Locky ransomware’s newest variant appends the extension “.ykcol” to every file it affects using its encryption mechanism.
Stormshield malware analyst coldshell came across the new variant on 18 September. As with its previous forms, Locky relies on a malspam campaign for distribution. This operation pushes out emails with the subject line “Status of invoice” that contain a 7z attachment.
#Locky (new extension: .ykcol ) payload delivery domains (VBS 18/09/2017)https://t.co/jktqdHM0d2 https://t.co/C5pHyx7ViZ @Racco42 @h3x2b pic.twitter.com/AAuCJcgrSM
— coldshell (@coldshell) September 18, 2017
Bleeping Computer’s Lawrence Abrams says that’s an interesting attachment choice for malware delivery:
“It is strange that they are using a 7z attachment considering that many recipients may not have the software required to open it. This is probably being done to bypass more stringent filters put in place recently by Gmail and other mail services.”
The attachment conceals a VBS file that loads and executes the Locky payload.
Upon execution, the ransomware gets to work scanning the infected computer for files it can encrypt. It alters the file name and appends the “.ykcol” extension to each file it finds and encrypts. Once that’s done, Locky removes the download executable and displays its ransom note. The message contains a link to a .onion payment portal where victims receive instructions to fulfill a ransom demand of 0.25 Bitcoin (about $995).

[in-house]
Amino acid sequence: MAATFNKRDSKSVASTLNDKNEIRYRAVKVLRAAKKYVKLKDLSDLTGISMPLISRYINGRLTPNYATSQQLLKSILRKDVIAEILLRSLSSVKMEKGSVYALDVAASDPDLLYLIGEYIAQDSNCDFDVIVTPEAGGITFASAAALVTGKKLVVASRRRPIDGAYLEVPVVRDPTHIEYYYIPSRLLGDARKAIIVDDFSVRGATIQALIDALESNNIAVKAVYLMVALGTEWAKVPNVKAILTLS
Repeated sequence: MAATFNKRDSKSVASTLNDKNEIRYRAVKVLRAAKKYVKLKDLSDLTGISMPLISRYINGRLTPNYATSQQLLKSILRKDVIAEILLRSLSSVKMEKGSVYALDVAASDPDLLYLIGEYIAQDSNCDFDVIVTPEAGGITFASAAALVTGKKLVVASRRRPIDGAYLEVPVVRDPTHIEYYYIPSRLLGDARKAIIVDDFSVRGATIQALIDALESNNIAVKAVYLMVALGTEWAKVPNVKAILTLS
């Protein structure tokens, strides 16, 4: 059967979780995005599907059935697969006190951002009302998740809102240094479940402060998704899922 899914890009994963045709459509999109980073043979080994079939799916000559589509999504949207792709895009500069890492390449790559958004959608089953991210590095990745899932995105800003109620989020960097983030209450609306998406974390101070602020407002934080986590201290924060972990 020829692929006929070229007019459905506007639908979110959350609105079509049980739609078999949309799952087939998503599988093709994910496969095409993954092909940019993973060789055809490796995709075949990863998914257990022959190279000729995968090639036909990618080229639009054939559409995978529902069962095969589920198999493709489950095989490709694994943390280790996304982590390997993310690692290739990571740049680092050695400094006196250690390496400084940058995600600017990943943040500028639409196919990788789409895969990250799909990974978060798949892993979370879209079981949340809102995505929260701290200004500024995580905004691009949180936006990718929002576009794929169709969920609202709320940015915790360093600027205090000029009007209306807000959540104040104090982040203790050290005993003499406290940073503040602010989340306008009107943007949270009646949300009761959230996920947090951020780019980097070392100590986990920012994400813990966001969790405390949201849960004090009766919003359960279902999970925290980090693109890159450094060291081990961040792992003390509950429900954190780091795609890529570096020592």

At this time, victims of Locky’s “.ykcol” variant or any of its previous versions cannot recover their files using a free decrypter. They can try to restore their data using their computers’ Shadow Volume Copies. However, many ransomware remove those backup copies as part of the infection process, so recovery is by no means guaranteed.
With that said, users and businesses should focus instead on preventing a ransomware infection. They can do so by updating their systems on a regular basis, installing an anti-virus solution on computers connected to the web, and acknowledging the danger posed by suspicious links and email attachments. They should also back up their critical data on an ongoing basis.
For more information on how to protect against the growing ransomware threat, please click here.